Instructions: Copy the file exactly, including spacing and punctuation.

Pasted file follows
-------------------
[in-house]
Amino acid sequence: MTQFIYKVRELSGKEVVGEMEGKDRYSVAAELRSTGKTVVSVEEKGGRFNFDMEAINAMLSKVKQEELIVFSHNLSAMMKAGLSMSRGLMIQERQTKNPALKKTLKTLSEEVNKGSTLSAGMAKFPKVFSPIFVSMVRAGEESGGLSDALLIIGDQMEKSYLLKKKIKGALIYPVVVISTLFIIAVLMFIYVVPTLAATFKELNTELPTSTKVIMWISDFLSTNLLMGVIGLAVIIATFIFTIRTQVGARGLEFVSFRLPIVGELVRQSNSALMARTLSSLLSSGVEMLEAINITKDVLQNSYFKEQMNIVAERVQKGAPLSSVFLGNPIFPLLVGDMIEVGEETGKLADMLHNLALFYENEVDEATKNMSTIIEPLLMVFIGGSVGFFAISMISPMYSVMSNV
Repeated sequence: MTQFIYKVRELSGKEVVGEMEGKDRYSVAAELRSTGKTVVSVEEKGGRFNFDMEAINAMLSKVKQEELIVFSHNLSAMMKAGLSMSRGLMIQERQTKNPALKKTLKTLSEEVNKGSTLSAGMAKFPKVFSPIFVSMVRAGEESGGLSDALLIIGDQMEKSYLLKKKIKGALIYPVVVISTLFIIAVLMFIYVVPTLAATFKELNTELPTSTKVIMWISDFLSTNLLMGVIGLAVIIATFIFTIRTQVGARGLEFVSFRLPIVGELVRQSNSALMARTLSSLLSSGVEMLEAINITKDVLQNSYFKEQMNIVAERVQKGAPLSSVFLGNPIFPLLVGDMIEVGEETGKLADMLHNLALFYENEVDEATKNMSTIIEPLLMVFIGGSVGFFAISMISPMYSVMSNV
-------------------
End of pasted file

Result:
[in-house]
Amino acid sequence: MTQFIYKVRELSGKEVVGEMEGKDRYSVAAELRSTGKTVVSVEEKGGRFNFDMEAINAMLSKVKQEELIVFSHNLSAMMKAGLSMSRGLMIQERQTKNPALKKTLKTLSEEVNKGSTLSAGMAKFPKVFSPIFVSMVRAGEESGGLSDALLIIGDQMEKSYLLKKKIKGALIYPVVVISTLFIIAVLMFIYVVPTLAATFKELNTELPTSTKVIMWISDFLSTNLLMGVIGLAVIIATFIFTIRTQVGARGLEFVSFRLPIVGELVRQSNSALMARTLSSLLSSGVEMLEAINITKDVLQNSYFKEQMNIVAERVQKGAPLSSVFLGNPIFPLLVGDMIEVGEETGKLADMLHNLALFYENEVDEATKNMSTIIEPLLMVFIGGSVGFFAISMISPMYSVMSNV
Repeated sequence: MTQFIYKVRELSGKEVVGEMEGKDRYSVAAELRSTGKTVVSVEEKGGRFNFDMEAINAMLSKVKQEELIVFSHNLSAMMKAGLSMSRGLMIQERQTKNPALKKTLKTLSEEVNKGSTLSAGMAKFPKVFSPIFVSMVRAGEESGGLSDALLIIGDQMEKSYLLKKKIKGALIYPVVVISTLFIIAVLMFIYVVPTLAATFKELNTELPTSTKVIMWISDFLSTNLLMGVIGLAVIIATFIFTIRTQVGARGLEFVSFRLPIVGELVRQSNSALMARTLSSLLSSGVEMLEAINITKDVLQNSYFKEQMNIVAERVQKGAPLSSVFLGNPIFPLLVGDMIEVGEETGKLADMLHNLALFYENEVDEATKNMSTIIEPLLMVFIGGSVGFFAISMISPMYSVMSNV